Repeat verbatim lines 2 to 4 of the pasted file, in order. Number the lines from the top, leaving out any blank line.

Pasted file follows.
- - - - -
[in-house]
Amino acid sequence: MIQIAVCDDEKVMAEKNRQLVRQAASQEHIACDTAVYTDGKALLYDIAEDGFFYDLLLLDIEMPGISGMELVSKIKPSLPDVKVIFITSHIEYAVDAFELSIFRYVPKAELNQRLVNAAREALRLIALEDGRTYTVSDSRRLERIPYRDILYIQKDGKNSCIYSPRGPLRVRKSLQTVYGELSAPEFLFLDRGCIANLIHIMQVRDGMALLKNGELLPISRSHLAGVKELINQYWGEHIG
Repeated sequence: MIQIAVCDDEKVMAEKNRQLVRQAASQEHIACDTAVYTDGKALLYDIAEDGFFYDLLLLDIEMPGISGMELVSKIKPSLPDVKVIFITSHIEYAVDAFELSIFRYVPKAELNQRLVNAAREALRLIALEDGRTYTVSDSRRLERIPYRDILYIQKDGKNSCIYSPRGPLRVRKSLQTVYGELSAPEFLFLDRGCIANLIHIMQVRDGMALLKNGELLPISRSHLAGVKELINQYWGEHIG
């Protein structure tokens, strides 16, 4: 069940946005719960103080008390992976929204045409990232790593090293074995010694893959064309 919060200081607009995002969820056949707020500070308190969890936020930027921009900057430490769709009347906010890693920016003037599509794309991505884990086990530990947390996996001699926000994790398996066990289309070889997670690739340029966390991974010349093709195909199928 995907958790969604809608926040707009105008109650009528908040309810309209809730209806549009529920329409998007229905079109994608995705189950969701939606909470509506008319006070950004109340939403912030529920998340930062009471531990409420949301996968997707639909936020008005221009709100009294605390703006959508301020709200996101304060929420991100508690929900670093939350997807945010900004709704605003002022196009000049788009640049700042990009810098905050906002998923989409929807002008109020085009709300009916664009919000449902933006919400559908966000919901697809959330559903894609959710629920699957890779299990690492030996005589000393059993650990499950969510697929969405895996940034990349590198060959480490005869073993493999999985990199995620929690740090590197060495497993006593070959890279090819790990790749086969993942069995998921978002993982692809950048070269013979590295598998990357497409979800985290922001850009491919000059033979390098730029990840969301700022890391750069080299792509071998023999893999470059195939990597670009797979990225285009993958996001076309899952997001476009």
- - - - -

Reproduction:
Amino acid sequence: MIQIAVCDDEKVMAEKNRQLVRQAASQEHIACDTAVYTDGKALLYDIAEDGFFYDLLLLDIEMPGISGMELVSKIKPSLPDVKVIFITSHIEYAVDAFELSIFRYVPKAELNQRLVNAAREALRLIALEDGRTYTVSDSRRLERIPYRDILYIQKDGKNSCIYSPRGPLRVRKSLQTVYGELSAPEFLFLDRGCIANLIHIMQVRDGMALLKNGELLPISRSHLAGVKELINQYWGEHIG
Repeated sequence: MIQIAVCDDEKVMAEKNRQLVRQAASQEHIACDTAVYTDGKALLYDIAEDGFFYDLLLLDIEMPGISGMELVSKIKPSLPDVKVIFITSHIEYAVDAFELSIFRYVPKAELNQRLVNAAREALRLIALEDGRTYTVSDSRRLERIPYRDILYIQKDGKNSCIYSPRGPLRVRKSLQTVYGELSAPEFLFLDRGCIANLIHIMQVRDGMALLKNGELLPISRSHLAGVKELINQYWGEHIG
């Protein structure tokens, strides 16, 4: 069940946005719960103080008390992976929204045409990232790593090293074995010694893959064309 919060200081607009995002969820056949707020500070308190969890936020930027921009900057430490769709009347906010890693920016003037599509794309991505884990086990530990947390996996001699926000994790398996066990289309070889997670690739340029966390991974010349093709195909199928 995907958790969604809608926040707009105008109650009528908040309810309209809730209806549009529920329409998007229905079109994608995705189950969701939606909470509506008319006070950004109340939403912030529920998340930062009471531990409420949301996968997707639909936020008005221009709100009294605390703006959508301020709200996101304060929420991100508690929900670093939350997807945010900004709704605003002022196009000049788009640049700042990009810098905050906002998923989409929807002008109020085009709300009916664009919000449902933006919400559908966000919901697809959330559903894609959710629920699957890779299990690492030996005589000393059993650990499950969510697929969405895996940034990349590198060959480490005869073993493999999985990199995620929690740090590197060495497993006593070959890279090819790990790749086969993942069995998921978002993982692809950048070269013979590295598998990357497409979800985290922001850009491919000059033979390098730029990840969301700022890391750069080299792509071998023999893999470059195939990597670009797979990225285009993958996001076309899952997001476009």